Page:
ENTERTAINMENT ARTS & CULTURE
Review

A napping cat or something more ominous? Curious sculptures at Wilding Cran

Sharon Engelstein's recent sculptures at Wilding Cran read as curious sketches in hybridity. They marry the animate and inanimate, soft and sharp, graceful and coarse.

Mostly formed of clay, they also incorporate bits of stone, chunks of copper and touches of gold leaf. Their glossy, glazed surfaces drop strong hints of both the organic and the industrial, the whites and off-whites spurring associations with milk, bone and eggshell, but also with the hygienic neutrality of bathroom fixtures.

Ten of the Houston artist's pieces sit atop a platform stretching the length of the gallery, each a specimen resisting categorization, a self-possessed challenge.

Sharon Engelstein's installation at Wilding Cran.
Sharon Engelstein's installation at Wilding Cran. (Wilding Cran Gallery)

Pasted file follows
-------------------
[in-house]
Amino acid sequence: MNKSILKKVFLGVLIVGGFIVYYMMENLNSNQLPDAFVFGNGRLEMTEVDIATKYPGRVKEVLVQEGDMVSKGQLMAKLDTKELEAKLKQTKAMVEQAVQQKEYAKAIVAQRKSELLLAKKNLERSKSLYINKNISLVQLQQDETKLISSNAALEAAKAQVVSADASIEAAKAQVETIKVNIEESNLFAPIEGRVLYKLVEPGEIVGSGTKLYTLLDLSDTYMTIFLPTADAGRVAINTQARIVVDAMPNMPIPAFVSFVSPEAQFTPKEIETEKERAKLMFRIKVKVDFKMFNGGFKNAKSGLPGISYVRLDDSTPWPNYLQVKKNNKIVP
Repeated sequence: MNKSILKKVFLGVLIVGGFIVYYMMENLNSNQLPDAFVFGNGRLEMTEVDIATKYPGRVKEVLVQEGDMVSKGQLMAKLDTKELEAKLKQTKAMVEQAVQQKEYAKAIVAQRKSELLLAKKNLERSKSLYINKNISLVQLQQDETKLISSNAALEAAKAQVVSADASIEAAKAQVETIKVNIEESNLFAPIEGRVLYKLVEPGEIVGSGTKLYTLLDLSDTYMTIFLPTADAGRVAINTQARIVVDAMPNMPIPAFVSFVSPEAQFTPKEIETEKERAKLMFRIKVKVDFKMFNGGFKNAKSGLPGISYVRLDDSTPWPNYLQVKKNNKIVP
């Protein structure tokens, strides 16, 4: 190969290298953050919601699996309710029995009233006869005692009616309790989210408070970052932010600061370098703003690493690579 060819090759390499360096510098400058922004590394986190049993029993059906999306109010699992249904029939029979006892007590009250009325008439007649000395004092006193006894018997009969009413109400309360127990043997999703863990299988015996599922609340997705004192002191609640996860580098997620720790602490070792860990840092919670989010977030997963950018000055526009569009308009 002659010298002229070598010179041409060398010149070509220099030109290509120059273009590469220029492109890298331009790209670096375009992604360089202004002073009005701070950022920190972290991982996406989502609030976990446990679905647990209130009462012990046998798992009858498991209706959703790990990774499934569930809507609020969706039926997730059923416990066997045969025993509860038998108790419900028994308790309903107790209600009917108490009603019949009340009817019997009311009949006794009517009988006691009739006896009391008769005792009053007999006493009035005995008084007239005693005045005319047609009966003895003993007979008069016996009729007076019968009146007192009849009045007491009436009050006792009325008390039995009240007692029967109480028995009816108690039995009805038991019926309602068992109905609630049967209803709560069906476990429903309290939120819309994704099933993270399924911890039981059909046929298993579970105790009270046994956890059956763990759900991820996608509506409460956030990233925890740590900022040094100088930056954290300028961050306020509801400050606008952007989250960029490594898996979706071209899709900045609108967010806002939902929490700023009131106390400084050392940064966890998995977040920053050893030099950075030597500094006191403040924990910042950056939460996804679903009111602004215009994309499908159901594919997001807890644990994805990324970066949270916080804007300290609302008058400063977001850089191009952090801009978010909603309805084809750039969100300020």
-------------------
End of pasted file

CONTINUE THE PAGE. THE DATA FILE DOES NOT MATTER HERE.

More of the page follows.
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“Leg Foot” is the class clown of the bunch, a cartoonish prosthetic, tubular and bulbous. If Brancusi had envisioned a napping cat, he might have come up with something akin to “Sleeper,” a distilled, rounded weight folding over itself. To one elegant, sensuous haunch, Engelstein has affixed an odd, messy little adjunct assembly of planes and daubs that serves as a vessel for crushed moonstone.

Darker undercurrents charge “Blind Mask,” a wall-mounted breastplate of sorts, with rippled, irregular edges and two tiny eyeholes spilling gold tears. In earlier work, Engelstein embedded glass eyes into clay, and here, the ocular voids provide a similar jolt of the uncanny, of something given yet largely concealed, familiar but strange and ominous.

Sharon Engelstein's "Blind Mask," 2016, glazed ceramic, 22 inches by 14 inches by 4 inches.
Sharon Engelstein's "Blind Mask," 2016, glazed ceramic, 22 inches by 14 inches by 4 inches. (Wilding Cran Gallery)

Wilding Cran Gallery, 939 S. Santa Fe Ave., L.A. Closes Sunday. (213) 553-9190, www.wildingcran.com

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